Microsoft boosted their security offering in the latest version of their browser. “Enhanced Protected Mode” safeguards against malware, tracking and hacking. Internet Explorer specifically protects against cross-scripting attacks and offers “Do Not Track” and “InPrivate” modes, much like Chrome and Firefox. One security gap exists in ActiveX, which is included to make rich media like video and animations run smoother. Cyber criminals are able to use ActiveX as a hacking tool when it’s allowed to run. IE10 does allow users to disable ActiveX, however, and only use it on trustworthy sites.
Browser security is certainly improving with each new version, but a browser’s protection will likely never be enough to keep you fully secure. Antivirus and anti-malware software should be installed and regularly updated on your machine and firewalls should be in place. The idea is to make it as difficult as possible for hackers to infiltrate your device.
For help improving your security at home or the office, call Geek Rescue at 918-369-4335. We offer a variety of security solutions to keep your data safe.
September 6th, 2013
Most everyone has heard of a firewall, but few really know what it is and what it does. The first thing you need to know is that you need one.
A firewall is a line of defense that monitors and filters data entering and leaving your network or computer. Andy O’Donnell describes a firewall for About.com as a “network traffic cop”.
It’s simple to understand that there are criminals outside of your network that want to get in and steal your data. Keeping them out is important, just as keeping criminals out of your home is important. A firewall is the first line of defense for keeping the criminals out and your data safe.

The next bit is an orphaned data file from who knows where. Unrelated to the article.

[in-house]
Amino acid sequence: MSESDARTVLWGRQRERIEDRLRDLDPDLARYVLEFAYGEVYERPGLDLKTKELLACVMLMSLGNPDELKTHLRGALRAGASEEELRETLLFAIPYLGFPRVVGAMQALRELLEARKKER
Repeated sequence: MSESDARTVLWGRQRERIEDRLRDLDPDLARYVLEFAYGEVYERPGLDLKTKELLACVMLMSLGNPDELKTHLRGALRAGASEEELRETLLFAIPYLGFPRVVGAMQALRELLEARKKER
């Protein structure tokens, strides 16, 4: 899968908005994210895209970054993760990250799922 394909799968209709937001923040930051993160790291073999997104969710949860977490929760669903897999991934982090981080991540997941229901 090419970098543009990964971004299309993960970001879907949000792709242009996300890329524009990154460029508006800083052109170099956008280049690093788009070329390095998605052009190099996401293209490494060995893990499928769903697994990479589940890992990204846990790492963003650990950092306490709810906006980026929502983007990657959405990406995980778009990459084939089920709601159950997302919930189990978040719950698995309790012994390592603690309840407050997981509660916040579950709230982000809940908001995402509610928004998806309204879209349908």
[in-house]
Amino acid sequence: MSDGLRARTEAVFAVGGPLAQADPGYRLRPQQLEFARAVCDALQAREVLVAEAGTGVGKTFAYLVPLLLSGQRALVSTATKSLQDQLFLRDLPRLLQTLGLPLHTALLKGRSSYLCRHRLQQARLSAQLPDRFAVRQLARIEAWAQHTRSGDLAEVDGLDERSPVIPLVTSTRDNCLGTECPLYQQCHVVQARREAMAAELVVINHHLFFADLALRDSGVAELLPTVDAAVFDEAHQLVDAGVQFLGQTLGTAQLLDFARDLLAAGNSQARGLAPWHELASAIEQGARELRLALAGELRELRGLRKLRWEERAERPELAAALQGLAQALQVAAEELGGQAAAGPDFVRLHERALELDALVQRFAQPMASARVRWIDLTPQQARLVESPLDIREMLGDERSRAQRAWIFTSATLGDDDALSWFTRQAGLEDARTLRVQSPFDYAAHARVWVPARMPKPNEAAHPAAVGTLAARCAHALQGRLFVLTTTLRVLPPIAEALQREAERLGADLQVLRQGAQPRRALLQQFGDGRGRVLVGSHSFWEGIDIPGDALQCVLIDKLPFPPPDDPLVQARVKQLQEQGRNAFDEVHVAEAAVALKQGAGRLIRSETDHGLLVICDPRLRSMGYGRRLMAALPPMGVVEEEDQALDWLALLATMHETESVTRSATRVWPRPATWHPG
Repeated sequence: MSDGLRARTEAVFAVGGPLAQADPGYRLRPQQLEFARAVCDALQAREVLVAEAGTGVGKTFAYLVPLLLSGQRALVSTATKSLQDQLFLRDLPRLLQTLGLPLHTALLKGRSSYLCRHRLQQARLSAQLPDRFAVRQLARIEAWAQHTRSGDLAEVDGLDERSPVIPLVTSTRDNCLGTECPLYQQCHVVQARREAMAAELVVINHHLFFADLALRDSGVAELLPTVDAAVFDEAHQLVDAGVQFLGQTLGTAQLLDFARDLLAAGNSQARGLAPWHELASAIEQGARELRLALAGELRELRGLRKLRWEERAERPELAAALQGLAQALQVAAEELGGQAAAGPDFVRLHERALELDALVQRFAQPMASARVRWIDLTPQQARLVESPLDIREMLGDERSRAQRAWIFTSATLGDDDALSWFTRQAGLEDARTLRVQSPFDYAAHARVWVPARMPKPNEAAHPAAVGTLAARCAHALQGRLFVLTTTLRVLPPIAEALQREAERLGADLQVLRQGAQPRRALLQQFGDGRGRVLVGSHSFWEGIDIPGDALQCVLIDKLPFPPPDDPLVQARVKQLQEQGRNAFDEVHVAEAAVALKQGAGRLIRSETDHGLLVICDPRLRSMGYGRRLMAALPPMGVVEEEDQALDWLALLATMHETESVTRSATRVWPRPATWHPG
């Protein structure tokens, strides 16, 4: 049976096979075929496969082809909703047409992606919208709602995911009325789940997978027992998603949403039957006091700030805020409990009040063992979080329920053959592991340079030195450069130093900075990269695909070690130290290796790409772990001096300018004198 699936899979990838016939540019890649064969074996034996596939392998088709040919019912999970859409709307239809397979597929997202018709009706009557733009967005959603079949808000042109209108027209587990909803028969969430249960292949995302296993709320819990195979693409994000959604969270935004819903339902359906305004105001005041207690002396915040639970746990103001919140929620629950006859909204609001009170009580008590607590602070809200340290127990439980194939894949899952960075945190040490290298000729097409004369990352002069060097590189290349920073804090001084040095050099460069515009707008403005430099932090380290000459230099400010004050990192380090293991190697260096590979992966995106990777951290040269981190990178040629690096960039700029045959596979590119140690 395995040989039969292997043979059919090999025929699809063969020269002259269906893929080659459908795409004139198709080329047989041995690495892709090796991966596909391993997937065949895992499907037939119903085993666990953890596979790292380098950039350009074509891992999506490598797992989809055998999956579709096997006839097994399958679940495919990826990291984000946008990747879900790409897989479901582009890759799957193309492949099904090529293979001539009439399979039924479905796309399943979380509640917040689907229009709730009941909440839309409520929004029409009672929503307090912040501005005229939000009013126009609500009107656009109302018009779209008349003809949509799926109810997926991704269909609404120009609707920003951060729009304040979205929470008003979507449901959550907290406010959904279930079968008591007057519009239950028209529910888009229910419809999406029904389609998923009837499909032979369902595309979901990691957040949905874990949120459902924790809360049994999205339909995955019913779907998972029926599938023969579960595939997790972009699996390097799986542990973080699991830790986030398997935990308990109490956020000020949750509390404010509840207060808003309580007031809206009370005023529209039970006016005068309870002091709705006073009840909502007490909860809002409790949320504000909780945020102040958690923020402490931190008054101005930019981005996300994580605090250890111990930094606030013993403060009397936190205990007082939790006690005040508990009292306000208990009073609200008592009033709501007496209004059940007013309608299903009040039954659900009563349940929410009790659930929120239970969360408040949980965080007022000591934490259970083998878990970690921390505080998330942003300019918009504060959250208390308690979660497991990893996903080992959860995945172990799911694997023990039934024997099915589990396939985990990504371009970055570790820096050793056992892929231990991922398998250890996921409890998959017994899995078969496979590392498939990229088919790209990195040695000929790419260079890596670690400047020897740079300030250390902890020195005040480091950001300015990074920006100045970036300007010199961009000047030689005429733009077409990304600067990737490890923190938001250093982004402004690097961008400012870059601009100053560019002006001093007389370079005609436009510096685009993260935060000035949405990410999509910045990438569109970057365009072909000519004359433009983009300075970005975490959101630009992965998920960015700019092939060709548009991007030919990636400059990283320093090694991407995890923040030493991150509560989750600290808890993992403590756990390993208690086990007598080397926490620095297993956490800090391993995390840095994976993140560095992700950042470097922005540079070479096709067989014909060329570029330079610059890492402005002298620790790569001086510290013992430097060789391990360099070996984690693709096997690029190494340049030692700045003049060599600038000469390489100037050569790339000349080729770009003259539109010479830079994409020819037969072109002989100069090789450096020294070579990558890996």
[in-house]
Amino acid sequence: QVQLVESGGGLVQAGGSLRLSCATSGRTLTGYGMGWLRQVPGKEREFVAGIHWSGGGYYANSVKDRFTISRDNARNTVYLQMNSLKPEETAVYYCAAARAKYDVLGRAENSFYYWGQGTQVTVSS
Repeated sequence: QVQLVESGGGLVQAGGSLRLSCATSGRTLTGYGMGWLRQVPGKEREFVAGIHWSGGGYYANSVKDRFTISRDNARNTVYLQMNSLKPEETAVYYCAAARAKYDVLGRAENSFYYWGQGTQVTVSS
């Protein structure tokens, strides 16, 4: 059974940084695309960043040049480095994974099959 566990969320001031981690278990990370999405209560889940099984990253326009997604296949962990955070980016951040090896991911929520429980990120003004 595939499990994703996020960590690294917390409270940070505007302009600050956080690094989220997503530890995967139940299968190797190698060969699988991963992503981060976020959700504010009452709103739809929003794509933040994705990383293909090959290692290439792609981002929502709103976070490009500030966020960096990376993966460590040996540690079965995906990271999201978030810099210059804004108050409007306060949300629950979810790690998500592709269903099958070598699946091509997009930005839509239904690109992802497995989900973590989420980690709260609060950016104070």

The other job of a firewall is ensuring that outbound traffic of a malicious nature is also blocked. This is a little harder to understand. Outbound data usually refers to what you are sending out of your own network, so why would you want to limit that direction of traffic? Well, if you do get a malware infection or allow access to your network to a malicious program, data can be sent from your computer to download more malware. A hacker is much more limited if the data sent from the infecting malware is limited by your firewall.
There are hardware-based firewalls that exist outside your computer. It would be a dedicated piece of hardware you add on to boost security. Many people already have a hardware firewall contained in their wireless router. To make sure it’s active, you’ll want to check the router’s settings.
There are also software-based firewalls. Most operating systems, like Windows for example, come with a standard firewall that is active by default. There are also a number of antivirus programs that also include software-based firewalls.
If you don’t have an active firewall, your operating system has probably alerted you to that fact. To improve your system’s security, contact Geek Rescue at 918-369-4335. We have a variety of security solutions to keep all of your devices safe.
September 6th, 2013
You’ve likely heard how cyber criminals can hack your smartphone and gain access to your accounts, or even take over functions of your phone. But do you understand why your smartphone is such a coveted target?
Marshall Honorof, of TechNews Daily, writes that “your smartphone contains as much sensitive information as your wallet” and is always on, connected to the internet and vulnerable.
Your smartphone has a number of vulnerabilities, which makes it a challenge to protect. You’re probably always logged into social media and email accounts on your phone. This means that anyone who gains access to your phone also gains access to all of these accounts. With the information gained from social media and email, an intelligent hacker is able to gain access to almost any account you have online.
Smartphones also present the unique problem of text messaging vulnerability. A text message is practically impossible to block since phones open them as soon as they’re connected to a network. This means text messages containing malware are a near-perfect weapon.